In this article, we will define the 70:20:10 model and its benefits, share some examples of applying it, and advise how companies can adopt this approach. For balance, we’ll also review some of the most common critiques of this plan.
It was created in the 1980s by McCall, Lombardo, and Eichinger. The trio created the model to demonstrate how people learn and apply the knowledge they gain. This model is still used by corporate trainers and managers to develop learning plans for employees.
So what, exactly, do these breakdowns mean?
70% Experiential Learning
The vast majority of the knowledge and skills we acquire comes as a result of first-hand experience, challenges we face, and tasks we complete on a daily basis. All of these things combined are experiential learning.
Take a moment to consider the things you have truly mastered. More likely than not, you can credit that mastery to continue applying yourself through practice. Beyond that, you have probably retained those skills because you were actively involved in the learning process.
The 70 in the 70:20:10 model of learning consists of four key components. These are:
- Direct Experience - This is the hands-on experience that workers engage in as part of their jobs.
- Reflective Observation - This is when people look back on prior experiences to learn and gain insights.
- Abstract Conceptualization - This is the planning process for future experiences. It’s often the result of asking: If this didn’t work what will? This works but what will work better?
- Active Experimentation - Putting new ideas to use in the real world is a way to test their viability. This is intimidating because of the risk of failure. However, the only way to gain value from new skills or knowledge is to use them.
20% Social Learning
Our interactions and social experiences also create learning opportunities. In fact, 20% of learning is social learning. This is also defined as a type of self-directed learning because it often happens through voluntary or spontaneous interactions.
Social learning is the process of gaining information by asking questions of coworkers, engaging in conversations, and simply observing what your peers do. It’s also engaging in teams to tackle new tasks and learn the skills required to do so.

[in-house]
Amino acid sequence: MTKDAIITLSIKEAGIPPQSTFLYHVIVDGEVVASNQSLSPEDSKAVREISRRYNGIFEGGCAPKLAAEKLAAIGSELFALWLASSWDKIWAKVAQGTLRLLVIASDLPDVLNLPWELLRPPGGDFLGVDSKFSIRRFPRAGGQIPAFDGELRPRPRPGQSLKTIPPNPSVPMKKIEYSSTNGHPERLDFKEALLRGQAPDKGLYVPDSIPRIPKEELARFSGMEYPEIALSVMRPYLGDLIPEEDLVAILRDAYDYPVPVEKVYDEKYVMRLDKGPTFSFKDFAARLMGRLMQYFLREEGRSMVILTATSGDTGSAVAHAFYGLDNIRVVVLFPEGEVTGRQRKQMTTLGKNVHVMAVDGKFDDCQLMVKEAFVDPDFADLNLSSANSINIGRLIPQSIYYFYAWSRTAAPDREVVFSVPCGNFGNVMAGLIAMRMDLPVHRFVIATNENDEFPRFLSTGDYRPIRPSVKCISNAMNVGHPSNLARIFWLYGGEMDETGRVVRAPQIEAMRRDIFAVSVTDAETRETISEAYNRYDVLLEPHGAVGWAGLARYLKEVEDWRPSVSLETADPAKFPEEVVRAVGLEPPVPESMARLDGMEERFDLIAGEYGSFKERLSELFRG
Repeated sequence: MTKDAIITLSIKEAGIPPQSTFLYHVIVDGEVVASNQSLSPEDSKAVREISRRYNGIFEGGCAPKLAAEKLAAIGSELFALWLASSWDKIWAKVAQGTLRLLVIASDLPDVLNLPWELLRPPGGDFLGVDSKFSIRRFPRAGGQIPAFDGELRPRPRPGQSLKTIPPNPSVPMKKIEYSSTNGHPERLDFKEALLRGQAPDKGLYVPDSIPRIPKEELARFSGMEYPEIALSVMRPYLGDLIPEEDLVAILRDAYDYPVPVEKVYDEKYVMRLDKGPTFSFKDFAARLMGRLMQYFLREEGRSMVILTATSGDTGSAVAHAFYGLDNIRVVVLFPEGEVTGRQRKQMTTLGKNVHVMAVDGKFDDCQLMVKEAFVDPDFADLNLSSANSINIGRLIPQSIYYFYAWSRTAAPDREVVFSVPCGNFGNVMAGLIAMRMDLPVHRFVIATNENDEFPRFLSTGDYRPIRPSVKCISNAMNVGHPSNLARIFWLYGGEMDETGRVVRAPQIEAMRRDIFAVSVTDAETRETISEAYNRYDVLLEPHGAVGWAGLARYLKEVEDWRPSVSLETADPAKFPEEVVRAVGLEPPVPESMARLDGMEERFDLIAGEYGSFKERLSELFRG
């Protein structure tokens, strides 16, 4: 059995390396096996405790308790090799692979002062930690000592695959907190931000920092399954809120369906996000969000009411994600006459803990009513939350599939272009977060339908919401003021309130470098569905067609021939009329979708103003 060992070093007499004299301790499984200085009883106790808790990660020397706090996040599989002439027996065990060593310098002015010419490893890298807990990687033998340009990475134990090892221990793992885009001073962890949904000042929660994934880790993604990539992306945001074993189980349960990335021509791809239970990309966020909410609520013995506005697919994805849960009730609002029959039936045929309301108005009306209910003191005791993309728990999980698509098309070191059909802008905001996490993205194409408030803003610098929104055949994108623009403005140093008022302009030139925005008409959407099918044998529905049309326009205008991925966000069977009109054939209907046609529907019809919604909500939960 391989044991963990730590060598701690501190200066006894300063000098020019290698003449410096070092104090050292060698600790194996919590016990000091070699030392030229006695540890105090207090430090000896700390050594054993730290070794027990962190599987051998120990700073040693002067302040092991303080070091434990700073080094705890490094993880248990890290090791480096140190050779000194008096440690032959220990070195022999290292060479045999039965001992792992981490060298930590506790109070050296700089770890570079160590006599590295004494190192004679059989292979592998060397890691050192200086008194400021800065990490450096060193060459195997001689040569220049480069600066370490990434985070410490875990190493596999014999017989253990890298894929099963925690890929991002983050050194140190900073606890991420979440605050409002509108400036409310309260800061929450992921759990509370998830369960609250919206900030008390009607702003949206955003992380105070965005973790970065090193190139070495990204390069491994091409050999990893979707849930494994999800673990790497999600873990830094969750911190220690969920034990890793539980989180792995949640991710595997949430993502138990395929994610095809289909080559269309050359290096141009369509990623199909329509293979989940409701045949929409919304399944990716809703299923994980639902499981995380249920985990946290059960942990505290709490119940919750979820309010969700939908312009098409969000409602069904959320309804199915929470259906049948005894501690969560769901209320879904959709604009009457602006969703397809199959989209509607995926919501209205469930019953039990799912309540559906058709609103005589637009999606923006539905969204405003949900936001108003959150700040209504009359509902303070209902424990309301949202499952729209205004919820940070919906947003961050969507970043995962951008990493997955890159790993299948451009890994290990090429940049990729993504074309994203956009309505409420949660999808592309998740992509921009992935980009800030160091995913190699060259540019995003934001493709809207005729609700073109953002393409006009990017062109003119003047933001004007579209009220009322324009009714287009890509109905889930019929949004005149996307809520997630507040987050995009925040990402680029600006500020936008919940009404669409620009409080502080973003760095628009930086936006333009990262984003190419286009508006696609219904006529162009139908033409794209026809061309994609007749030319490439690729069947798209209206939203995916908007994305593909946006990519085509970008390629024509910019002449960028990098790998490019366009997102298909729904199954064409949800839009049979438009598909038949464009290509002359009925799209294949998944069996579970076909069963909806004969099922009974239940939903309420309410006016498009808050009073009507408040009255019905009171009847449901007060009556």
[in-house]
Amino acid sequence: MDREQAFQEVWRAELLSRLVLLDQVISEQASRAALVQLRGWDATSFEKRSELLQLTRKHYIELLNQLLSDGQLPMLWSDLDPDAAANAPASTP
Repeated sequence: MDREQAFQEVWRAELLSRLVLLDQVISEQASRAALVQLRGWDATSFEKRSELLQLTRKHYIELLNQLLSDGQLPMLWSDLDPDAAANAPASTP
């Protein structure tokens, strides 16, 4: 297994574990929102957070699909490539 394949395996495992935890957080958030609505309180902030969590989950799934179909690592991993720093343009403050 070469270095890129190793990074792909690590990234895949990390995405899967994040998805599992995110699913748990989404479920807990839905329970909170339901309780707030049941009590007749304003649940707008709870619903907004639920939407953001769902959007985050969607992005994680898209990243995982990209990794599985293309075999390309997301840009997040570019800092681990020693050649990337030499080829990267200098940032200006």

One of the more interesting things about social learning is that it can be integrated into learning management systems. For example, an LMS might contain collaborative and communication tools to facilitate learning through social interaction. A knowledge base is also a form of social learning.
10% Formal Training
When people learn that formal training accounts for only 10% of learning, they may assume that it is not very important. That couldn’t be further from the truth. Formal training is a key part of any learning initiative. In fact, there are things that people simply can’t learn effectively or safely without formal training.
For example, you wouldn’t want someone to learn to operate heavy equipment without formal instruction. Also, no matter how intuitive we try to make certain processes, there’s just no way to learn them without somebody providing clear instructions and guidance.
Formal training can help workers learn when social or experiential learning isn’t an option. It can also set the foundation for future self-directed learning. Additionally, it can serve as a way of accelerating or advancing learning that has previously been gained through social interaction and experience.
The Benefits of Following a 70:20:10 Development Plan
The 70:20:10 model isn’t just based on arbitrary numbers. It reflects how people really learn. By using a corporate training strategy that follows this balance as closely as possible, your team can gain some significant benefits, including:
It’s also notable that different people thrive under different learning methods. This model increases the likelihood that all employees will be able to gain new skills in a way that works for them.
How to Adopt the 70:20:10 Model with Examples